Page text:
Addition of Zr metal absorbent to MoCx/H-ZSM-5 in the form of staged-bed, stratified-bed, and interpellet physical mixtures effectively scavenges H2 from catalyst proximity, enhancing maximum single-pass benzene + naphthalene yield during methane dehydroaromatization (DHA) reactions to 14–16% compared to 8% in formulations without zirconium. The coupling of spatially-distinct catalytic and absorptive functions is achieved by dispersive/diffusive transport which conveys H2 to staged Zr both co- and counter-current to bulk advection, thereby suppressing axial H2 partial pressure profiles along the catalyst bed and enhancing net aromatization rates. We evince hitherto unreported significance of dispersive hydrogen transport during methane DHA by measurement of Péclet number, Pe = 1.32, in H2 tracer studies with step-change or impulse input to inert catalyst proxies. Kinetic limits to methane pyrolysis are quantified by Damköhler number, Da, for synthesis of benzene, DaB = 0.15, and naphthalene, DaN = 0.03, determined from kinetic studies which rigorously account for reversibility of DHA reactions. Detailed reaction-transport models synthesize interplay of kinetic, diffusive, and convective length-scales captured by Péclet and Damköhler number to predict influence of catalyst-absorbent proximity and process flow-conditions on aromatization rates. Systematic control of catalyst bed-length, L, or linear flow velocity, u, predictably alters Pe and Da to effect improvements in methane conversion with and without Zr metal, corroborating results from simulation of the reaction-transport model.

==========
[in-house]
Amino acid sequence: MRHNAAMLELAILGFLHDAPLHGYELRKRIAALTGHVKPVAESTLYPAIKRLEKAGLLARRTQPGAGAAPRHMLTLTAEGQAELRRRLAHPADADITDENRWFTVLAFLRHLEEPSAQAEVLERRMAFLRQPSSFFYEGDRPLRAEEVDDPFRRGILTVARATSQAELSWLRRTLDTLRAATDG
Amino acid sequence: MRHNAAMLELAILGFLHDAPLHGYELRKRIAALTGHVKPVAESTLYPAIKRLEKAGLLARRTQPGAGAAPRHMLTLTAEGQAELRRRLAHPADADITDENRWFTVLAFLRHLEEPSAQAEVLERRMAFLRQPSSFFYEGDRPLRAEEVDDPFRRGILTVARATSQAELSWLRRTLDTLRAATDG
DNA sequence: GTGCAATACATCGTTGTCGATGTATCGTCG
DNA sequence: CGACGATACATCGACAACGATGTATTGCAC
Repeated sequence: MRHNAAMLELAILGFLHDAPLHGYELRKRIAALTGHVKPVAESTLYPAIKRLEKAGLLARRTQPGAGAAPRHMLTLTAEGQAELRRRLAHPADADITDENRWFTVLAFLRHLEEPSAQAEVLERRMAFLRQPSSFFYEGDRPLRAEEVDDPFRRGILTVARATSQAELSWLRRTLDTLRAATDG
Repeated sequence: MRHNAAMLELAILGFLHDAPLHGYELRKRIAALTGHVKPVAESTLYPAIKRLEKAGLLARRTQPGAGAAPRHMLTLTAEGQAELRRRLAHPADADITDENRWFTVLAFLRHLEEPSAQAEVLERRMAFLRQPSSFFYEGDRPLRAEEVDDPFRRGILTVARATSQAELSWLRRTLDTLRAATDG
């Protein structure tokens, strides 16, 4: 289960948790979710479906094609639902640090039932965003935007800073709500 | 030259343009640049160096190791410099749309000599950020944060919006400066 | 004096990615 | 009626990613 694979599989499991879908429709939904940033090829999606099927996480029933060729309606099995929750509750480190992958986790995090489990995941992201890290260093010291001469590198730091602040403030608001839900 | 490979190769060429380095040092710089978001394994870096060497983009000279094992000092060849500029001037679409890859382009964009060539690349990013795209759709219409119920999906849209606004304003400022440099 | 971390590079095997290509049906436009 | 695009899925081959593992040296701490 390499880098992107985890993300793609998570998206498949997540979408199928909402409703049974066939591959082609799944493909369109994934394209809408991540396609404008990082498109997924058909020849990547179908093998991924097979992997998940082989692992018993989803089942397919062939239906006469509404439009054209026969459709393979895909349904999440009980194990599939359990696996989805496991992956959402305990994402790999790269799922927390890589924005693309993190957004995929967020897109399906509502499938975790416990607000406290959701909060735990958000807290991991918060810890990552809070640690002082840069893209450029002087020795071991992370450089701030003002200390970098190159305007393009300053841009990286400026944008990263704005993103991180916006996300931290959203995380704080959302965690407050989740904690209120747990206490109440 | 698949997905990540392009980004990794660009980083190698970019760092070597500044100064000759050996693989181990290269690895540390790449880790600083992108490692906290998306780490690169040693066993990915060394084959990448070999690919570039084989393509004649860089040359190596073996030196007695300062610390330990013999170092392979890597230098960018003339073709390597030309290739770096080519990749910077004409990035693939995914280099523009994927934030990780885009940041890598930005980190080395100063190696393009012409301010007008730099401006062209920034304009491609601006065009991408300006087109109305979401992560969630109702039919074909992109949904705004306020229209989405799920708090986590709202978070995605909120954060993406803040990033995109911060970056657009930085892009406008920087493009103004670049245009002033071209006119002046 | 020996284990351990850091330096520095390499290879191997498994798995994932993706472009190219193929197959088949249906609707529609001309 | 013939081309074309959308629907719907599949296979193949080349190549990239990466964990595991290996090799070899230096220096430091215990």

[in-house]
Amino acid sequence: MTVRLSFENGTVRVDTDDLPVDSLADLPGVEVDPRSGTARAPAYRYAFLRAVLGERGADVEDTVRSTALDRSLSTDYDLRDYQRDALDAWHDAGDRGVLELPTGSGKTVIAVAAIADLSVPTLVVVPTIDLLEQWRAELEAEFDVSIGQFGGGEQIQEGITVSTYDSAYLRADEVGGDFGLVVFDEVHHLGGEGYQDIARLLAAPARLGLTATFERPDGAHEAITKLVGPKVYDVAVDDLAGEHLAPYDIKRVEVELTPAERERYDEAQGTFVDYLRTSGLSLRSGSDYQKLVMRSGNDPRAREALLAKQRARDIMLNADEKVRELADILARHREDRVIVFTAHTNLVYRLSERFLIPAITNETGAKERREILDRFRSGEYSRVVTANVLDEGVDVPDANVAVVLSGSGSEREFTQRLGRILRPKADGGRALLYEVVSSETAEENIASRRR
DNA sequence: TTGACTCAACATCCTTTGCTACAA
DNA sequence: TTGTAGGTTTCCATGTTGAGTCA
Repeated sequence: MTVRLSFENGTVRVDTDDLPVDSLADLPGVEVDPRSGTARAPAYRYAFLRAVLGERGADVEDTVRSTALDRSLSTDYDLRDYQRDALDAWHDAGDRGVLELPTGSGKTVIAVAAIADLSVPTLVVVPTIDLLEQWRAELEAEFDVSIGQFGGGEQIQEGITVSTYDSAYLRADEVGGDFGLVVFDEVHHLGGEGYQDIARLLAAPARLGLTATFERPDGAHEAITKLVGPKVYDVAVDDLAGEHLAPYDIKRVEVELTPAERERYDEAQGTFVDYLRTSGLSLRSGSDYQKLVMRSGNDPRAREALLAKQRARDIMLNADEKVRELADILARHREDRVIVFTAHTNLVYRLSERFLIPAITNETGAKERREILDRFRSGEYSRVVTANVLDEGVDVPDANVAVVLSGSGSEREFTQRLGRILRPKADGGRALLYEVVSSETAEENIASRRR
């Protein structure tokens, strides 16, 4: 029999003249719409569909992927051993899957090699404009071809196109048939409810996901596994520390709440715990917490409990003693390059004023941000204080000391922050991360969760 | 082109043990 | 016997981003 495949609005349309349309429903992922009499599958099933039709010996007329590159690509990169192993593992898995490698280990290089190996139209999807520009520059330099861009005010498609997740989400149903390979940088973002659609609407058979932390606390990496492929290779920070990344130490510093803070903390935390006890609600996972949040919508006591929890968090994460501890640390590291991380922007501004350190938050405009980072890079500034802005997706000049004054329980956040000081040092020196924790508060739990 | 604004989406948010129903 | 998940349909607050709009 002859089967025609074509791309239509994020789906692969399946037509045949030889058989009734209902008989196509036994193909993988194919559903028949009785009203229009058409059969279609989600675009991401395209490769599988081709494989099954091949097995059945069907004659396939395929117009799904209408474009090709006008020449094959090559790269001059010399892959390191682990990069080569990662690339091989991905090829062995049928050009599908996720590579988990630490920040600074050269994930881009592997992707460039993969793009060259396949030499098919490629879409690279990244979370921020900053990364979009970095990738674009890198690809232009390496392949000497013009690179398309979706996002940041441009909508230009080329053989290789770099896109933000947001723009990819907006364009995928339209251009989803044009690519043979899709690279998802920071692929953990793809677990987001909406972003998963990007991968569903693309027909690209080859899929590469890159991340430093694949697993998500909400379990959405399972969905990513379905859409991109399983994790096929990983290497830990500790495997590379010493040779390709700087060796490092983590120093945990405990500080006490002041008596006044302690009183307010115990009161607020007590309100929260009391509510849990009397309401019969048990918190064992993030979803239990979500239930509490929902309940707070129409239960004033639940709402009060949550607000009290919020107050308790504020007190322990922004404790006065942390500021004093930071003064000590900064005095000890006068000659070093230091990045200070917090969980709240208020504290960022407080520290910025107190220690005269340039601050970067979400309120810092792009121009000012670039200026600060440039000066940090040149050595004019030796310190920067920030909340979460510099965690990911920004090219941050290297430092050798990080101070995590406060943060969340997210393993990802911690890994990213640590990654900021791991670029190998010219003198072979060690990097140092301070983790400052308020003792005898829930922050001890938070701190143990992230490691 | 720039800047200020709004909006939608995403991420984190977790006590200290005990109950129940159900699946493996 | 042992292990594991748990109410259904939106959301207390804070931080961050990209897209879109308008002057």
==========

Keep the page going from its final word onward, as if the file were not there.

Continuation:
Bibliographical noteFunding Information:
The authors thank Dr. Andrew Hwang for and Mr. Brandon Foley for helpful technical discussions. This work was funded by the US Department of Energy, Office of Basic Energy Science, Catalysis Science Program (Award DE-SC00019028).
© 2019 Elsevier Inc.
- Methane conversion
- Molybdenum carbide
- Polyfunctional catalysis